Comerica Park Information
- Location: Detroit, Michigan
- Address: 2100 Woodward Avenue
- Capacity: 41,255
- Preceded By: Tiger Stadium
- Year Opened: 2000
- Occupants: Detroit Tigers
The Detroit Tigers played their first game in 1901 at Bennett Field in downtown Detroit in front of a crowd of 8,500 enthusiastic fans. After 10 years in the tiny venue, the Tigers moved into their very own stadium, Tigers Stadium, which is one of the most hallowed venues in sports history. Though it had its fair share of problems like obstructed views and an overhang in right field that led to some very questionable home runs, Tigers fans formed a strong bond with the ballpark that continued until it closed in 1999. In 2000, the spectacular Comerica Park opened in downtown Detroit with spectacular amenities that helped fans move on from Tigers Stadium.
With a capacity of 40,950, Comerica Park is a bit smaller than its predecessor but boasts an array of modern amenities that few ballparks can match. The venue is located in downtown Detroit and is within easy access of major highways and public transportation systems. Upon entering the stadium grounds, fans are greeted by the Comerica Carousel. Featuring 30 hand-painted tigers, the ride is the jewel of the food court area and is surrounded by small memorabilia shops, bars, and restaurants. On the other side of the stadium, fans can enjoy the Fly Ball Ferris Wheel, a 50-foot structure with cars that are shaped like baseballs. Each car can seat up to five fans and is also wheelchair accessible.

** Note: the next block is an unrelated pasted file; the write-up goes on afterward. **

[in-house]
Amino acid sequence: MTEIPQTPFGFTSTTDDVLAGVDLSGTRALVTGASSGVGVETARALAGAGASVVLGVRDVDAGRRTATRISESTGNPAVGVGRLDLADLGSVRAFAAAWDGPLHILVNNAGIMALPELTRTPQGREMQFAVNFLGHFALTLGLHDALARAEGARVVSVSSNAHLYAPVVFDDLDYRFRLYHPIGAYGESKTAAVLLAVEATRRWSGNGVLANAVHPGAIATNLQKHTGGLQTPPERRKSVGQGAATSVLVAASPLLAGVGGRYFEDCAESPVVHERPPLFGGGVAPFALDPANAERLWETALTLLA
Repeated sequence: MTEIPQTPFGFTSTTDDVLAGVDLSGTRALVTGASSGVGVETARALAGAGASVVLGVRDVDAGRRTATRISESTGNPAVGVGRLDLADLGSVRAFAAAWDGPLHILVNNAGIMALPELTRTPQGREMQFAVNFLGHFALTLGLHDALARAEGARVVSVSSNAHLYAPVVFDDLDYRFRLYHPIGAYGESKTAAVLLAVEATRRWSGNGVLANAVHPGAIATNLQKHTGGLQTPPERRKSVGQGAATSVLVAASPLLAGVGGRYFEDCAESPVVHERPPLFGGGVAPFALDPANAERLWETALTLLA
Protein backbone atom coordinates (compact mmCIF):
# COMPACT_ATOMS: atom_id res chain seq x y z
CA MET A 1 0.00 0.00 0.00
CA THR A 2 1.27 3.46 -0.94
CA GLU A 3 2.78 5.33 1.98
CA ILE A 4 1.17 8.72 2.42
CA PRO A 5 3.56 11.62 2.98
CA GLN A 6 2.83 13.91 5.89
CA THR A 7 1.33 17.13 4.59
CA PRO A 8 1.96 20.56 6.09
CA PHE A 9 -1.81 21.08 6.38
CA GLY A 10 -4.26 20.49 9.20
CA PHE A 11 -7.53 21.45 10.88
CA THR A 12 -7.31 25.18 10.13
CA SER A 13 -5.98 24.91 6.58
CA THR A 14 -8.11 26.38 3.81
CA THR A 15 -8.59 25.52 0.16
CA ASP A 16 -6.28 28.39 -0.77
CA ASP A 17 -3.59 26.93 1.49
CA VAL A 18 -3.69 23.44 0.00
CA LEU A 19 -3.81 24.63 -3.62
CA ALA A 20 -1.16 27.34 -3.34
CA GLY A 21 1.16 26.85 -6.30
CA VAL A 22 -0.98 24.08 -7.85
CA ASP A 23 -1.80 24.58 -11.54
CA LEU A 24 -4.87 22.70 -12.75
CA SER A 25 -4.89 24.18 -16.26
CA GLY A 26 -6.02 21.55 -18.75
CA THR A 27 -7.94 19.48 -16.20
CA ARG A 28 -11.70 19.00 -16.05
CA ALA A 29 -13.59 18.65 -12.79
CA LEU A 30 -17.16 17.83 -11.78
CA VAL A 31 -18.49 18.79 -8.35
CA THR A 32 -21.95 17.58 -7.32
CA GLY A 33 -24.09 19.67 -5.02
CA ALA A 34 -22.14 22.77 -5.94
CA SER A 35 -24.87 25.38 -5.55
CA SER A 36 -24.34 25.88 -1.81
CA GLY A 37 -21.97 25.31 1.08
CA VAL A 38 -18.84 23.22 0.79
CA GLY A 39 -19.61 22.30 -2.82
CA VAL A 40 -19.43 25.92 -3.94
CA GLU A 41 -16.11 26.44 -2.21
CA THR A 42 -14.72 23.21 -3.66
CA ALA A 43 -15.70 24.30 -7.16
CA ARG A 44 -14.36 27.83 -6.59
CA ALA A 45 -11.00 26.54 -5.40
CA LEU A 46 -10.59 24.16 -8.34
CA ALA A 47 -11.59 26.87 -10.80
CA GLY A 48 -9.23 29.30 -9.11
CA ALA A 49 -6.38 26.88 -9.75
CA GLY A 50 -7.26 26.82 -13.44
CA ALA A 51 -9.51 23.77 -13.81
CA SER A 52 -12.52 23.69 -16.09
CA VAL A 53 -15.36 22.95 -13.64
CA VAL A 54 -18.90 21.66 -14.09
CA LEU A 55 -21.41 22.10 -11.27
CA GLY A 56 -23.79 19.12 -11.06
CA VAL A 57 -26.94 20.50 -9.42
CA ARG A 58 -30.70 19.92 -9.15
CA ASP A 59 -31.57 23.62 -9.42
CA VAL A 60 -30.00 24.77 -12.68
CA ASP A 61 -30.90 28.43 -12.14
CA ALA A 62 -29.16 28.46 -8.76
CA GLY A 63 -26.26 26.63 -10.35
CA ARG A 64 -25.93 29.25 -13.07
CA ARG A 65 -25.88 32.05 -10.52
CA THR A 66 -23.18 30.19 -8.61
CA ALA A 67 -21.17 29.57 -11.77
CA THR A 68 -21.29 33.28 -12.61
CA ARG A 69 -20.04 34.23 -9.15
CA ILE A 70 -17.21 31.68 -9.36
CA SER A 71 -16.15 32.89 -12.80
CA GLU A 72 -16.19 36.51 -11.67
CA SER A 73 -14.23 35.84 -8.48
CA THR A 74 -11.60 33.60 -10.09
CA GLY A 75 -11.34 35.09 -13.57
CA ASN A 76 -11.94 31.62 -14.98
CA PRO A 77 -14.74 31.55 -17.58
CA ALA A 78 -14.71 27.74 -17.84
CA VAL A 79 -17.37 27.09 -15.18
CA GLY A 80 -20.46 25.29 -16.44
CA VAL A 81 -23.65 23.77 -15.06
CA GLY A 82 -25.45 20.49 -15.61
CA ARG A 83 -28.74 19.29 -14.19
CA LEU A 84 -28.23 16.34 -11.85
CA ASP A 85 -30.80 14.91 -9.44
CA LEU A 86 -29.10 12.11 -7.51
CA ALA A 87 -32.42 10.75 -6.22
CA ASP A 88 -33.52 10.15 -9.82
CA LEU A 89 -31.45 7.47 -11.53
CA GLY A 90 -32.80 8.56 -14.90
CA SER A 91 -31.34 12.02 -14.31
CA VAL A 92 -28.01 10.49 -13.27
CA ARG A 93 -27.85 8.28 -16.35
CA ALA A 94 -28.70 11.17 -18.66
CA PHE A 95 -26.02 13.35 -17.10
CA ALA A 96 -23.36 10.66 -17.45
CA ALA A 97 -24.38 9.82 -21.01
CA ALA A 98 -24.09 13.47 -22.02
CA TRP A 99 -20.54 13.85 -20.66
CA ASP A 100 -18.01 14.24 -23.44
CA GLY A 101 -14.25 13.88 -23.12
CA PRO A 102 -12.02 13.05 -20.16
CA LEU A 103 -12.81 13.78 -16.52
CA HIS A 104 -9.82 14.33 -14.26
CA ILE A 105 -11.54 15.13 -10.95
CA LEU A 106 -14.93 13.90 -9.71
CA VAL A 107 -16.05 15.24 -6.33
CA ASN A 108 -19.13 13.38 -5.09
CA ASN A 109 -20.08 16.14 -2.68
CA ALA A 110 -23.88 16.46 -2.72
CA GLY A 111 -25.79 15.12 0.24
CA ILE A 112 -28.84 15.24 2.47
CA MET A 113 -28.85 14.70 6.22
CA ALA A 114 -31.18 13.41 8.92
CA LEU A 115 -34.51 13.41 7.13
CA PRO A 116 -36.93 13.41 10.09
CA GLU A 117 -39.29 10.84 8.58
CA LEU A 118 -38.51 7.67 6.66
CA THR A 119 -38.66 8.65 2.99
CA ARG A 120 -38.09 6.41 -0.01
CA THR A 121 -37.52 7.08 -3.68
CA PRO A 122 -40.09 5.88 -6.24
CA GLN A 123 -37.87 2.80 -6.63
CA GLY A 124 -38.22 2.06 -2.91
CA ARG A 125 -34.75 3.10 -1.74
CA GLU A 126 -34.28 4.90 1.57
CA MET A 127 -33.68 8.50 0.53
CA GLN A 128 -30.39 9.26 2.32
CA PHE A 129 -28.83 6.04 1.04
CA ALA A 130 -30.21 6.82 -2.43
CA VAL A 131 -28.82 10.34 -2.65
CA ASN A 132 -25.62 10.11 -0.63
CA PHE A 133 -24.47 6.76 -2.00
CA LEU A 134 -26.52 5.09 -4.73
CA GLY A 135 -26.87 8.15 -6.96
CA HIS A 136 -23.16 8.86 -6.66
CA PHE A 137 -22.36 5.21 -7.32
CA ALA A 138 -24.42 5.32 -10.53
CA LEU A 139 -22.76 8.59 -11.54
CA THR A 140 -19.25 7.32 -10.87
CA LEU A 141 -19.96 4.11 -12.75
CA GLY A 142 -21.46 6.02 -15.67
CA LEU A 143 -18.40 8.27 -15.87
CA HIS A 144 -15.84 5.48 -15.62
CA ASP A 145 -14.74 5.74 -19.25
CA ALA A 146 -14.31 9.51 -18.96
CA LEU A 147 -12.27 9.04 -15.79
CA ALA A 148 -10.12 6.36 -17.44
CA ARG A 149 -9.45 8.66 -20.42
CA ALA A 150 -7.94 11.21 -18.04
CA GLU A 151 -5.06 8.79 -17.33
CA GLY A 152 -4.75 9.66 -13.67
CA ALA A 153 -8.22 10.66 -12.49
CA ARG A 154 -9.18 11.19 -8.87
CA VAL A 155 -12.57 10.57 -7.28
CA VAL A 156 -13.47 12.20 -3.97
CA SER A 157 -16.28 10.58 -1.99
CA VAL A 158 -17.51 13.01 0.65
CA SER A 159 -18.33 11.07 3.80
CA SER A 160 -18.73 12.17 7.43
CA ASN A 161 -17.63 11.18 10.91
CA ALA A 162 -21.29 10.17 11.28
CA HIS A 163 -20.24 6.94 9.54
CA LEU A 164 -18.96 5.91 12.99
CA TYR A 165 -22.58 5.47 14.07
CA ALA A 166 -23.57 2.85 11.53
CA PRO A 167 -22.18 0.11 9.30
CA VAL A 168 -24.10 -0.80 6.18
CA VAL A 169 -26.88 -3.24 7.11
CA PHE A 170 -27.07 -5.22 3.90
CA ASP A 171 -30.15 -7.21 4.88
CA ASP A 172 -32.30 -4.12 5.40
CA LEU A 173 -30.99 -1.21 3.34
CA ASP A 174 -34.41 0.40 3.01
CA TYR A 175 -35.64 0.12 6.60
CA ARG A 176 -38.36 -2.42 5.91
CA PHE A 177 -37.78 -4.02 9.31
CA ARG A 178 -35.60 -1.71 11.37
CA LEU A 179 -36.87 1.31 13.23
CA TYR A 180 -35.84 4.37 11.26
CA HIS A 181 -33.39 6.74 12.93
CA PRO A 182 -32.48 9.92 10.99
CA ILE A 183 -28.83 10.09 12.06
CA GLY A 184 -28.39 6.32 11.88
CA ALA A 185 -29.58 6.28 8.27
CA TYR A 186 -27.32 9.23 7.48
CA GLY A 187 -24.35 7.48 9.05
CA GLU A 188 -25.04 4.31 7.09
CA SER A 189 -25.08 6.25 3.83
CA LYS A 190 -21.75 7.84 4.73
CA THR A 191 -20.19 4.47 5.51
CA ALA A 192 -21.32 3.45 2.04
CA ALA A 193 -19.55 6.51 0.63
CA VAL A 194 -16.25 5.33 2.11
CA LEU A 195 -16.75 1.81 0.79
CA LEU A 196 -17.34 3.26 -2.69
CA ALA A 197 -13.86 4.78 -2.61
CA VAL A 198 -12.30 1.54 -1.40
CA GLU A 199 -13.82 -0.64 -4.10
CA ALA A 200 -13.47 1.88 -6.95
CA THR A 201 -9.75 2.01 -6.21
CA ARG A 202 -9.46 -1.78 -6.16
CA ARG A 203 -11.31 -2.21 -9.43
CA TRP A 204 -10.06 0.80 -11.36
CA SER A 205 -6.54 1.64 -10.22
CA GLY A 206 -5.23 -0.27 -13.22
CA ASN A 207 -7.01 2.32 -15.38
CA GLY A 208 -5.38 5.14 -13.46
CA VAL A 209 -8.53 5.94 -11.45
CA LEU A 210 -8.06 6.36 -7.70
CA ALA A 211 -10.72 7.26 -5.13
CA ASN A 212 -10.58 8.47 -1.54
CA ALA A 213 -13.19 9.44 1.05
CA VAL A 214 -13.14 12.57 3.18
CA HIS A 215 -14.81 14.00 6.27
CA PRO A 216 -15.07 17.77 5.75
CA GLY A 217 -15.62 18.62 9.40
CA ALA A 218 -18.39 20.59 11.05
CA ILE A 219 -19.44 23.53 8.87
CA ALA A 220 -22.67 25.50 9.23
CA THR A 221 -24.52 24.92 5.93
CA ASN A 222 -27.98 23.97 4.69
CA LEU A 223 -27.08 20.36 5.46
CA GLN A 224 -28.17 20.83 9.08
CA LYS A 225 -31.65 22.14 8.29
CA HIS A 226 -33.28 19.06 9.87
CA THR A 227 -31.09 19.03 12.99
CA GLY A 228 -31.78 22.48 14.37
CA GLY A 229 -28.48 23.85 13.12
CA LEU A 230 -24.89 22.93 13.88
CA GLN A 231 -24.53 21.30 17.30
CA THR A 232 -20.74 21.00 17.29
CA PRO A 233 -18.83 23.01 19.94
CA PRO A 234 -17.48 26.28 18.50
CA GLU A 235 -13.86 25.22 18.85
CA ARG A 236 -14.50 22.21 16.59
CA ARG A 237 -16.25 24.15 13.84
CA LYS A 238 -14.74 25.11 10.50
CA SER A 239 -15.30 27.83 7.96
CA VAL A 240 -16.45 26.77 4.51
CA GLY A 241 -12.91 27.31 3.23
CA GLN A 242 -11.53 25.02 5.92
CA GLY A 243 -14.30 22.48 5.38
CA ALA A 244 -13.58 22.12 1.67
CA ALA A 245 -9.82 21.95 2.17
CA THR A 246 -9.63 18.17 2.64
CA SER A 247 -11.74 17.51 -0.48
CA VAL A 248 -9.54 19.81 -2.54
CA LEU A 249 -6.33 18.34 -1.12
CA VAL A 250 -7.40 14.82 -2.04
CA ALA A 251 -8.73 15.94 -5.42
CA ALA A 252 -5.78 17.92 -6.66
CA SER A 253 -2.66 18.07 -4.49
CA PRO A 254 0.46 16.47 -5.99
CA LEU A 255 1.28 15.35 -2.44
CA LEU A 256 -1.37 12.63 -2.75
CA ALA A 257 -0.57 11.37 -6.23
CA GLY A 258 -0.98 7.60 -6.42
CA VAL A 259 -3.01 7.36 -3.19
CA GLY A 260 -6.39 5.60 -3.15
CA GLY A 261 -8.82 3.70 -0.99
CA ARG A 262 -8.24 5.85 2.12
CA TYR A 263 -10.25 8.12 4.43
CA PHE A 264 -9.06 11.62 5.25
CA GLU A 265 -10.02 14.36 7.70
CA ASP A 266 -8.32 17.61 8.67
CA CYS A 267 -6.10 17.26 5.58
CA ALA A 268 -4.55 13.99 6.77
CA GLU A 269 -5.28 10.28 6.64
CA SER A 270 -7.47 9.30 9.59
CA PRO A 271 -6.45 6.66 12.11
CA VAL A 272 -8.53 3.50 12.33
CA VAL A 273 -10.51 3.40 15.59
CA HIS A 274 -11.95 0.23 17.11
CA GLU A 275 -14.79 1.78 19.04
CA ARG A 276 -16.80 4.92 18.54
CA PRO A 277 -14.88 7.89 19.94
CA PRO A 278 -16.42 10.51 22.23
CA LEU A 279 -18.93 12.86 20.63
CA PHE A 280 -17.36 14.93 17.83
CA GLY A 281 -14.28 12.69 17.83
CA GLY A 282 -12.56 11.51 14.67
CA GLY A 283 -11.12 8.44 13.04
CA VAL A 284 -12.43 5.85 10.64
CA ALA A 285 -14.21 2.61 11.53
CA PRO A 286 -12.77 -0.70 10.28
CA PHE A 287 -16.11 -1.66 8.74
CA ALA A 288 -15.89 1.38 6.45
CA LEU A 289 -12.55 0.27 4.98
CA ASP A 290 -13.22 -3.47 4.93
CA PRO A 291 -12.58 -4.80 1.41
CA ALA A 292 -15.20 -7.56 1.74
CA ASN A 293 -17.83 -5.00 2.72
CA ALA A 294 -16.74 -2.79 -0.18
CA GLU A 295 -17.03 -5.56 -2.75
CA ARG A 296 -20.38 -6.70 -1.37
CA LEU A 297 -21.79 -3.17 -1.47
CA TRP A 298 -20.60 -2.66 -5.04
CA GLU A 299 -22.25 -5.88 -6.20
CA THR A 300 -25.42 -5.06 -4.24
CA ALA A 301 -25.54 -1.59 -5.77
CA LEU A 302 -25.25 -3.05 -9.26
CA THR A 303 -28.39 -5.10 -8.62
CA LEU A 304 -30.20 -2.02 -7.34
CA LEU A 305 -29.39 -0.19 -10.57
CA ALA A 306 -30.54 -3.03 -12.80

Stadium planners also incorporated "liquid fireworks " into the centerfield wall. These colorful visual displays can be synchronized to music and are meant to celebrate home runs and other pivotal plays. Unlike Tigers Stadium, Comerica Park is jam-packed with luxury boxes, air-conditioned lounges, and even an authentic Beer Hall featuring a 70-foot long bar and dozens of domestic and international beers on tap. Additionally, fans can take pictures with one of six unique statues around the stadium of Tigers greats Charlie Gehringer, Hank Greenberg, Willie Horton, Ty Cobb, Hal Newhouser, and Al Kaline.
While there are certainly plenty of things to do in and around the stadium, the real treat on game days is seeing the Tigers take the field. Energized by their appearance in the World Series in 2006 and their most recent division championship in 2011, the Detroit Tigers have quickly built themselves into one of the American League's biggest contenders for the World Series crown.